Obedience was the foundation for him. As long as he had total obedience, everything moved along peacefully, especially with regard to me, the male child, with whom he sought a kind of camaraderie. In the case of dissent, he turned to weapons of intimidation and the threat of physical consequences (“I’ll beat you to a pulp…”), or psychic ones (“you and me, we’re over”). His more or less explicitly fascistic wording was an aspect of every oppressive maneuver: “Talk is worthless.” “A bridge of gold for the enemy in flight.” “More enemies, more honor.”

    Like millions of other Italian men, he rejected Fascism but kept Mussolini as an internalized model.

    When, at around eighteen, I stopped trying to hide how uncomfortable all this made me—when I began tearing away chunks of my beard from my cheeks and chin, and shaking every time he raised his voice—he told me I was certifiable. That, to him, was the ultimate dishonor.



    My grandmother took what she needed from those days spent standing under Mussolini’s balcony, and she left the rest. Didn’t she understand that the words shouted out by that man with the jutting jaw were saturated with violence and had the sole intention of generating allegiance? Wasn’t it obvious that when Mussolini invoked God, calling on him to witness his imperialist plot, it had nothing to do with the nuns who’d taken her and her sister in when they’d been left without a father or mother?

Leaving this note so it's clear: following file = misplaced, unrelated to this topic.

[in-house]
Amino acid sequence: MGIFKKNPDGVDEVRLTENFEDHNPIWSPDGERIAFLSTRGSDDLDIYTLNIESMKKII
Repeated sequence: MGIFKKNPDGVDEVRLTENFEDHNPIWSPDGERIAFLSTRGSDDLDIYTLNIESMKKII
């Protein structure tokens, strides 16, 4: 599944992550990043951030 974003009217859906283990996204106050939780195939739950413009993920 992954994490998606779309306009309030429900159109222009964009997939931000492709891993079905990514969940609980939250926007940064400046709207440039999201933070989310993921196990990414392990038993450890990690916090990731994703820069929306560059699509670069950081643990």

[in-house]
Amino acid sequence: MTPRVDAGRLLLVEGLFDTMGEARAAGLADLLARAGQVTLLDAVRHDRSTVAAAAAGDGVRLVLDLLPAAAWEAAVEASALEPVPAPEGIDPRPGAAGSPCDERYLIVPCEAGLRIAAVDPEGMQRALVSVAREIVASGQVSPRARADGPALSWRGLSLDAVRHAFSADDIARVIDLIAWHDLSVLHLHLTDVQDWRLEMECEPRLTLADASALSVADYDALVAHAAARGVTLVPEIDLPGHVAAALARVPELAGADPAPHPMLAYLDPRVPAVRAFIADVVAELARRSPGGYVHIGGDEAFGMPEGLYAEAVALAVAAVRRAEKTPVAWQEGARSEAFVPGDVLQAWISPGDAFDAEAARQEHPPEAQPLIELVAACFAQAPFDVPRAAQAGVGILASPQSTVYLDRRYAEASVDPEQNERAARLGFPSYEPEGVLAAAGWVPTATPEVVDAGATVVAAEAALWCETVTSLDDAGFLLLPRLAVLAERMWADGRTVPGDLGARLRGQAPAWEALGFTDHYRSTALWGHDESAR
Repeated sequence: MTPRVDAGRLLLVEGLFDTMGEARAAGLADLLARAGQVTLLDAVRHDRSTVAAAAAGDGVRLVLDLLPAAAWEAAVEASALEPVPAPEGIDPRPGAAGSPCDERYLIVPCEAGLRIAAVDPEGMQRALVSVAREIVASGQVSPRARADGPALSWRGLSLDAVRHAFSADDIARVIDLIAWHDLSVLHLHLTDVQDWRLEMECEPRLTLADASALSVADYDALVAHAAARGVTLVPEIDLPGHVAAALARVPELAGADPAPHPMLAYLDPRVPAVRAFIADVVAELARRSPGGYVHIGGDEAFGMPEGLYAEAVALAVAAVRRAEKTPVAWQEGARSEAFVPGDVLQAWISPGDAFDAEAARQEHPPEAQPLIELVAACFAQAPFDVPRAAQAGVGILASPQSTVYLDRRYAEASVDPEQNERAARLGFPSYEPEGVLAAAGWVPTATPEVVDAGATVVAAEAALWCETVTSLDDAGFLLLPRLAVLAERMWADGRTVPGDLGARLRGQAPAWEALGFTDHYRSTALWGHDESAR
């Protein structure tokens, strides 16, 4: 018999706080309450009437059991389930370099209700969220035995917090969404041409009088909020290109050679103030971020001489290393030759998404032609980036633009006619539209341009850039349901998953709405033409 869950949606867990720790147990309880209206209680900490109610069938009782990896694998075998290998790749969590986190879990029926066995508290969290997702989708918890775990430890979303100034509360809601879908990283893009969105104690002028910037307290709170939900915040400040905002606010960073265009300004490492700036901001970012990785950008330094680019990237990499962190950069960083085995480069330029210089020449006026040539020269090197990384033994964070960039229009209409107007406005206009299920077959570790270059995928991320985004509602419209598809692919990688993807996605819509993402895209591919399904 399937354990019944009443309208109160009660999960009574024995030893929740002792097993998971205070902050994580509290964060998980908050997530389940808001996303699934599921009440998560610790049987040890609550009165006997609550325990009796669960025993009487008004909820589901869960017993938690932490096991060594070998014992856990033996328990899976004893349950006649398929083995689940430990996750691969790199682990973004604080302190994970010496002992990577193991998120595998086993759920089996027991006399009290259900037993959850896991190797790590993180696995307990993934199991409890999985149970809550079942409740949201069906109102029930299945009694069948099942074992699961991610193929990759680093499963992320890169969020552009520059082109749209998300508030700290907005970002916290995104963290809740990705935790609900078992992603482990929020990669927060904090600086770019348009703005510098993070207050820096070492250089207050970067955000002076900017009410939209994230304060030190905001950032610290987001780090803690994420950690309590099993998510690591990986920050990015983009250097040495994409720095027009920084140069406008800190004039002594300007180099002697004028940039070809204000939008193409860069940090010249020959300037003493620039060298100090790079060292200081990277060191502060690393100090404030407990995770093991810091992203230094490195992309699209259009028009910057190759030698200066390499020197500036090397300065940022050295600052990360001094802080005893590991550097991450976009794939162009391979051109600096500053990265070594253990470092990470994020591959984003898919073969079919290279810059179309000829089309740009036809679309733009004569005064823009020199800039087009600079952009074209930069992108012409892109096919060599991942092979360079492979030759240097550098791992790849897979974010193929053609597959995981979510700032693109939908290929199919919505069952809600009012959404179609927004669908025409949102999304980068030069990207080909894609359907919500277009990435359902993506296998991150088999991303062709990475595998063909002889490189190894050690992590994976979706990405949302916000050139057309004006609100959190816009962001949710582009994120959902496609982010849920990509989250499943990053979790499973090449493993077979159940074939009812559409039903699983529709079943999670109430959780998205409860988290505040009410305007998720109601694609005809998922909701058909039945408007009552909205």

I don’t know and it doesn’t even matter. What matters is that they decided to extricate God, to hold God dear like the nuns who had saved them and to whom they would always be grateful. Beyond that, she married a man who, baldness aside, was nothing like Il Duce. She went for a teaching certificate and was able to find work. She taught technical drawing at a middle school for as long as I can remember.

    She actually made a career of it, becoming assistant principal at her school and retiring after my grandfather did. Every morning he drove her to school and then headed toward the shore to pick chicory, and then he picked her up on the way home. He aged faster than she did, he got even quieter.

    When she retired, her former students, now grown, started coming to visit. Her whole life, my grandmother voted Christian Democrat because she had the impression that it was a party of pious and dignified people. In 1992, when Italy was shaken by the corruption scandal that started with the Christian Democrats and exposed connections between the politicians and the mafia, resulting in the wiping out of all the traditional parties, she just stopped believing in politics.